Want to Write Non-Fiction? Get a Life!
by Ruby Bayan
The first time I saw my byline at the bottom of my own column in a glossy magazine, I rejoiced. "Wow! This is great! I'm a real writer! I'm a natural! I'll be rich! I'll be famous!"
Six issues and two newsletters afterwards, with another deadline staring me in the face, I found myself nervously pacing the floor, throwing pleading glances at my computer, and desperately grumbling, "What on earth am I going to write about now?" Gradually, my colorful visions of being a natural, heralding fortune and fame, faded into sepia images of nervous tension, destitution, and obscurity.
Get A Grip!
Freelance writing is undeniably an excellent career. You keep your time, you speak your mind, no door-to-door selling, no telemarketing, and no dress code. And the best part is you get paid for expressing yourself – pretty much like musicians, dancers, and talk show hosts.
I'm a non-technical, non-fiction writer by choice. Although I spent a good number of years drafting company profiles and product brochures for my employer, I have really always preferred inspirational writing – speak-from-the-heart articles that inform, teach, uplift, and motivate, all at the same time. Because it's easier? Not by a long shot.
Oh, I tried fiction writing. I thought that was easy – inventing characters and fabricating suspenseful or romantic twists and resolutions. But I discovered that my succinct attention span pulls me in a hundred different directions, leaving me undecided on the hero's temperament, iffy on the turn of events, not to mention inconsistent on the point-of-view. In short, back to non-fiction. A true-life, first-person-perspective, how-to article was much quicker to resolve. The challenge was giving it substance.
Common sense dictated: research. All I had to do was get some books, maybe talk to a few experts, and my well-written topic would be on its way. My library grew overnight. I chose material that caught my interest and read everything my time and money could afford. With reference books all around, my fingers went back to work. I whipped up a creative slant, threw in a word of advice, and voila! Piece of cake!
I got away with a few vicarious topics, sure, but I wasn't too happy about it. I stayed up at night, thinking, "How can I give my articles more depth? They lack the passion one can only express by having been in the thick of things – that voice of credibility – that first-hand experience. How can I motivate a reader to do something I haven't really done myself?"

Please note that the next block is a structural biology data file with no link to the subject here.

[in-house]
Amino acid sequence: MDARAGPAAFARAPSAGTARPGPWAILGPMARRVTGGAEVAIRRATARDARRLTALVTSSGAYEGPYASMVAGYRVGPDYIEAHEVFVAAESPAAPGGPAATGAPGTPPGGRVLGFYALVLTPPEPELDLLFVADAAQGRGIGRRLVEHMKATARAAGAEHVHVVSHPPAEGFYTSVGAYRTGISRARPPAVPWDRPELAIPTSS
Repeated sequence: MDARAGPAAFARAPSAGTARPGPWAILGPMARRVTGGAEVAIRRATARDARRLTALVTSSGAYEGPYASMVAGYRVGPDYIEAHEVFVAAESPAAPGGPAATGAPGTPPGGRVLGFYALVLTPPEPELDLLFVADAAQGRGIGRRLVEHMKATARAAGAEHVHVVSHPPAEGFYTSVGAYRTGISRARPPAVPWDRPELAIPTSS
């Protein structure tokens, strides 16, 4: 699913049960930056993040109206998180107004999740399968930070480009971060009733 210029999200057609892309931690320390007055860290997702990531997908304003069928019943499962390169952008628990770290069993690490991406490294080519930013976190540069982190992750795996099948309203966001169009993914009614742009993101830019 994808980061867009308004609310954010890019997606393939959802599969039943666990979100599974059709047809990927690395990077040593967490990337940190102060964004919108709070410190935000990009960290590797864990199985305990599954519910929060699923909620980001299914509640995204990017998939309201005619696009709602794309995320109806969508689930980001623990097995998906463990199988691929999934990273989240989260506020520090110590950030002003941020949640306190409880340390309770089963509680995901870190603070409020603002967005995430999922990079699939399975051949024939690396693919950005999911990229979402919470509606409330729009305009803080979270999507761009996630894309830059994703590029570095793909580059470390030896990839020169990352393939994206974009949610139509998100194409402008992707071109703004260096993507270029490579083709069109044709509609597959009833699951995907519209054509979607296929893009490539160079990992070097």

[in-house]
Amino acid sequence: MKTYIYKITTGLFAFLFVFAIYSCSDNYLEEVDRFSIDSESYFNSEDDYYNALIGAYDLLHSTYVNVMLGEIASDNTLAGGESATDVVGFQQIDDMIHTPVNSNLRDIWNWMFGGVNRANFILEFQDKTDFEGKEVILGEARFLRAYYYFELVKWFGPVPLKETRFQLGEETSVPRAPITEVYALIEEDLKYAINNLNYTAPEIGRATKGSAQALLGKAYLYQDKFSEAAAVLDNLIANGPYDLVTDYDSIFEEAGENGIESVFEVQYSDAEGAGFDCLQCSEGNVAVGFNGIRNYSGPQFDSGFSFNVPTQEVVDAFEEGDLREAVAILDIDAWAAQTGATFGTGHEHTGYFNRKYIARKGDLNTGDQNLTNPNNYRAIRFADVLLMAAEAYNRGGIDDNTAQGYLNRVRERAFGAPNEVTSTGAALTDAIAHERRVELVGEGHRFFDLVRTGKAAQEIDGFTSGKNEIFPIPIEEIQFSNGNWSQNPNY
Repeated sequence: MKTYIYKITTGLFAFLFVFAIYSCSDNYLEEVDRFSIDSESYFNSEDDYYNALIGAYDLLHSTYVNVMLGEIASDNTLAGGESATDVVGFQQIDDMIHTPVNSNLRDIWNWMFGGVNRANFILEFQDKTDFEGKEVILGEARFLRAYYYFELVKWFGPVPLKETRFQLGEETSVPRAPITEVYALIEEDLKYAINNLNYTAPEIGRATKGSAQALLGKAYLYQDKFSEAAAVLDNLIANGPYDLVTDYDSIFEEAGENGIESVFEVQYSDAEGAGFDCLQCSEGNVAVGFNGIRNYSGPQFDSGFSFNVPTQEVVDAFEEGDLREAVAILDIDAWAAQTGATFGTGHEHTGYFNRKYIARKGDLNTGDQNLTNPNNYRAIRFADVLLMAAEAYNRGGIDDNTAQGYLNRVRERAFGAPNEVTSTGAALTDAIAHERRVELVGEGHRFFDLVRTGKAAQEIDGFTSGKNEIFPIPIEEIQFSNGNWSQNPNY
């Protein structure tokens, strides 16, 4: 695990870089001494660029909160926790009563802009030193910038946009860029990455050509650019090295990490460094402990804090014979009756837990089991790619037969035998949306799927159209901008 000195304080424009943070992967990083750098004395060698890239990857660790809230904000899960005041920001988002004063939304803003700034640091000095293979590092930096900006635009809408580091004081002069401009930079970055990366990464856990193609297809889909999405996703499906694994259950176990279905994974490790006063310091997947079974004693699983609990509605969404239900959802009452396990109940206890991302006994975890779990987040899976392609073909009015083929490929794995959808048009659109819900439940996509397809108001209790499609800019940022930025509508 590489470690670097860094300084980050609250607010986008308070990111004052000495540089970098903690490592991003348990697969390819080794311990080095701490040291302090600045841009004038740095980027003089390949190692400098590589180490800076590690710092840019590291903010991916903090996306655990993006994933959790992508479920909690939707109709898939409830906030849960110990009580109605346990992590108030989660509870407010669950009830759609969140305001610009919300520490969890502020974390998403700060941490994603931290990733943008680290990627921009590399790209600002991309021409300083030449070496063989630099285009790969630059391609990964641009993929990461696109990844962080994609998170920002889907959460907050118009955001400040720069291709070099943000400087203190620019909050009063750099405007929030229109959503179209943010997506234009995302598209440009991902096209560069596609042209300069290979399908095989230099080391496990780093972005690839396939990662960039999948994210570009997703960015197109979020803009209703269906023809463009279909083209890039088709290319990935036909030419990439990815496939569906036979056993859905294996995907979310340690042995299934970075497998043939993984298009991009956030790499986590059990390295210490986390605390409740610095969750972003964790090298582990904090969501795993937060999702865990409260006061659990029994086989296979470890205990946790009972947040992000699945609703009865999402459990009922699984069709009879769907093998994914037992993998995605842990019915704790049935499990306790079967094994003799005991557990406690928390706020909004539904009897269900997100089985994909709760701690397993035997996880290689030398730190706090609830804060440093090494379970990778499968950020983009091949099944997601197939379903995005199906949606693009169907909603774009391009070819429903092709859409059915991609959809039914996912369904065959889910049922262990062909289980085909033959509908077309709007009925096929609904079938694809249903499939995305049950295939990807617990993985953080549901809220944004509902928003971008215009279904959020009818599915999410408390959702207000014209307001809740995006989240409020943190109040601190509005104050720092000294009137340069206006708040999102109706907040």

Then I knew what I wanted to do. No one could stop me – I left my keyboard to climb a mountain. I figured, "That should be something to write about!"
And was it ever! It took a year to tone up this forty-something body into climbing form. So my articles at that time talked about fitness routines and energy boosters and a champion's attitude. I spoke with authority and my editor promptly published my work.
Then the moment of truth: my first climb. Suffice it to say, I almost died. After the second mountain, I decided to quit punishing myself and went back to my keyboard to write emotionally about the lessons, the trauma and distress.
But the mountaineering bug had bit me so I trekked again... and again... and so told a different story about perseverance, conquest, and camaraderie. I learned about survival and shared the importance of life-saving skills. I described numerous mental pictures of exotic scenery that touched my wandering soul. I translated into words the intense emotions that grip every weary climber, as he stands jubilant and exhilarated, high above the clouds. For years my writing moved and inspired both aspiring and veteran mountaineers to push on to meet new challenges. The first-hand experience paid off.
Get A Life!
Oh, no, I didn't always have to throw caution to the wind to get published. Alongside my self-inflicted tribulations over climbing-mountains-because-they're-there (and living to tell about it, thank heavens!), I still held my day job, and explored less fatal adventures. I visited Germany then wrote tips on how to enjoy a trip to a foreign land. I fell in love – you know how much one can write about that! (Come to think of it, that was near-fatal, too!) I grew a liking for Japanese food and deliberated on my sushi exploits. At the same time, I was raising a son, bonding with friends, relatives, and officemates, and coping with middle age. Yes, my marvelous editor published my inspirational how-to articles about those, too.
Now, here I am in a serious endeavor into full-time freelancing, pushing an article on how I needed to climb mountains to find the passion to speak from the heart. Oh, I would love to just have to sit all day, typing up anything that comes to mind... and have someone stuff me with royalty for my pure imagination.
But I have chosen the path of sharing information, and motivating and inspiring my readers – to teach a lesson, stir emotion, and urge to action – to improve the overall quality of life. Quite a tough calling for a writer, I must say. But it gives me a reason to get a life... and eagerly return to my editor to share a sincere word that would hopefully make a difference.
So, let me end this piece right here – I believe it's time to go and experience something new to write about. Did you know that Missouri has more than 5,000 caves?
[First published in Keystrokes Magazine, Feb 2000]